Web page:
The Farmers’ Almanac tells us: “Many moons ago, Native Americans named this bright moon for obvious reasons. The leaves are falling from trees, the deer are fattened, and it’s time to begin storing up meat for the long winter ahead. Because the fields were traditionally reaped in late September or early October, hunters could easily see fox and other animals that come out to glean from the fallen grains. Probably because of the threat of winter looming close, the Hunter’s Moon is generally accorded with special honor, historically serving as an important feast day in both Western Europe and among many Native American tribes. (

The University of Michigan’s dictionary of symbolism give us this smorgasbord of food for thought: “The moon is a feminine symbol, universally representing the rhythm of time as it embodies the cycle. The phases of the moon symbolize immortality and eternity, enlightenment or the dark side of Nature herself. It might reflect inner knowledge, or the phases of man’s condition on earth, since it controls the tides, the rains, the waters, and the seasons. It is the middle ground between the light of the sun and the darkness of night, and thus often represents the realm between the conscious and the unconscious. In astrology, the moon is a symbol of the soul, and in the horoscope it determines the subject’s capacity for reflection and adaptation. It also provides analogy for the stages of human development: the new moon is infancy, the crescent is youth and adolescence, the full moon is maturity and pregnancy, and the waning moon represents the decline of life, sleep.”

Now we’re getting somewhere! But what is so special about the October moon that makes us such lunatics? Halloween seems too obvious an answer.

The Blood Moon has some Christian End-of-Days connotations that make it feel pretty ominous, but the moon always has a certain mysticism about it, despite the calendar. Let’s take a look at the tenth month.

October is National Dwarfism/Little People Awareness Month, National LGBT History Month, and National Cyber Security Awareness Month. These observances in combination make for a most auspicious 31 days, indeed, but don’t really explain things. The number 10, however, cuts to the chase. (a religious website about symbols and numerology) claims “The number ten is regarded as the most perfect of numbers, because it contains the Unit that did it all, and the zero, symbol of the matter and the Chaos, of which all came out; it then includes in its figure the created and the non-created, the beginning and the end, the power and the force, the life and the nothing.” Wow. That’s enough to make you howl at the moon!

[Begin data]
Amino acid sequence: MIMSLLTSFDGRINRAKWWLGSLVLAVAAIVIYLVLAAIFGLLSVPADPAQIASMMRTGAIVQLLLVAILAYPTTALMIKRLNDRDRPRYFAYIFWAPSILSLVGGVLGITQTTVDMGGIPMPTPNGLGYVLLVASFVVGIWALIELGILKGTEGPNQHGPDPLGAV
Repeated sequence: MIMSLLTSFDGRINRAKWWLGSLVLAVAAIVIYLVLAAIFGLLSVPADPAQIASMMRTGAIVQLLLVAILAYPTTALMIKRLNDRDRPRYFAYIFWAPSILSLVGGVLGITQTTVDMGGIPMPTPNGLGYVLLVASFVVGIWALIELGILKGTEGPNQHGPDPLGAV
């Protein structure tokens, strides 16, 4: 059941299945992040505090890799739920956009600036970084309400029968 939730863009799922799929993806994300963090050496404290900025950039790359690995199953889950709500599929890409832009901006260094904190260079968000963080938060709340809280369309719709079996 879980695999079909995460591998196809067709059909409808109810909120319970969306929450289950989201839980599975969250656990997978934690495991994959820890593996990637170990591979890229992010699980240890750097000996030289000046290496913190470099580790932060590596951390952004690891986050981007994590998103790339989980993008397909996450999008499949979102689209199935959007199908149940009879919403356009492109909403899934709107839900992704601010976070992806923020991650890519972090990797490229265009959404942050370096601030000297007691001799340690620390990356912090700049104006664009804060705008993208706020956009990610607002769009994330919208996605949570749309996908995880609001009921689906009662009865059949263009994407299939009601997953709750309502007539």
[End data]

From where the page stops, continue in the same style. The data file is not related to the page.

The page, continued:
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It is Hoodie Season in New England: Time to Pay Our Respects

Hoodies are ubiquitous in our culture – especially at this time of year. It’s getting cold out there – in New England anyway – and we’ve got ears to protect.

For people of a certain age, the hooded sweatshirt is synonymous with sports and fitness: many of us instantly recall the iconic image shot by Annie Liebovitz of The Peoples Choice, Muhammad Ali wearing a hoodie; some of us think of the fictional Rocky Balboa (Sylvester Stallone) of the box office hit movies ‘Rocky’ (you might even be able to hear Rocky’s theme in your head right now). For other generations, the hoodie conjures up other images entirely: Mark Zuckerberg’s hoodie fashion statement on Wall Street; the tragic loss of Trayvon Martin.

The hooded sweatshirt was initially developed for very practical reasons. The New York Times tells us: “The hooded sweatshirt began, in the 1930s, as a practical piece of clothing. Champion created the first ones for laborers in the frozen warehouses of upstate New York…Eventually, hooded sweatshirts were produced for football and track athletes, who would lend theirs to their girlfriends, and eventually the hoodie was everyday wear.” Sort of the modern day letter sweater.

Hoodie_manAccording to The Rolling Stone, “The hoodie was born of modest origins. Champion Products, which began as the Knickerbocker Knitting Company in 1919, claims to have made the first hooded sweatshirt. Originally a sweater mill, Champion began making sweatshirts in the early 1930s…Employees at cold-storage warehouses and tree surgeons working through the winter were calling for a garment that would provide more warmth than their long underwear.” (

The hoodie was usually associated with blue-collar workers and athletes – both groups just trying to keep their ears warm. Before that, way before that, the hoodie was associated with Medieval monks, who wore hoods for pretty much the same reason: warmth. Today, though the hoodie is still warm and cozy, those who don now it often do so to make a statement.

Soon after the fame of Muhammad Ali and the widespread popularity of the Rocky films, Hip hop and Punk basically brought the hoodie to the masses. Where the hoodie, because it can easily shield one’s identity, became a symbol of isolation. Movies and the media ran with this idea: the bad guy these days is often portrayed in a hoodie (the modern version of the gangster’s fedora?).

It also could be that the famous fictional hood-wearers of yore have had a hand (do fictional characters even have hands?) in the evolution of the cultural significance of the hoodie: think Little Red Riding Hood, Robin Hood, and the Grim Reaper. On the surface, Little Red Riding Hood’s motives do not appear suspect as far as we know, but maybe she was hiding something. I mean why was she out alone in the woods anyway? Maybe grandma’s house was just a ruse? Robin and the Reaper, on the other hand, definitely had plans that might demand the anonymity a well-placed hood can provide. It is these two perhaps who add the aura of mystery and suspense to this beloved outer garment.

We will look further into these characters and into hoods and anonymity – especially as Halloween approaches!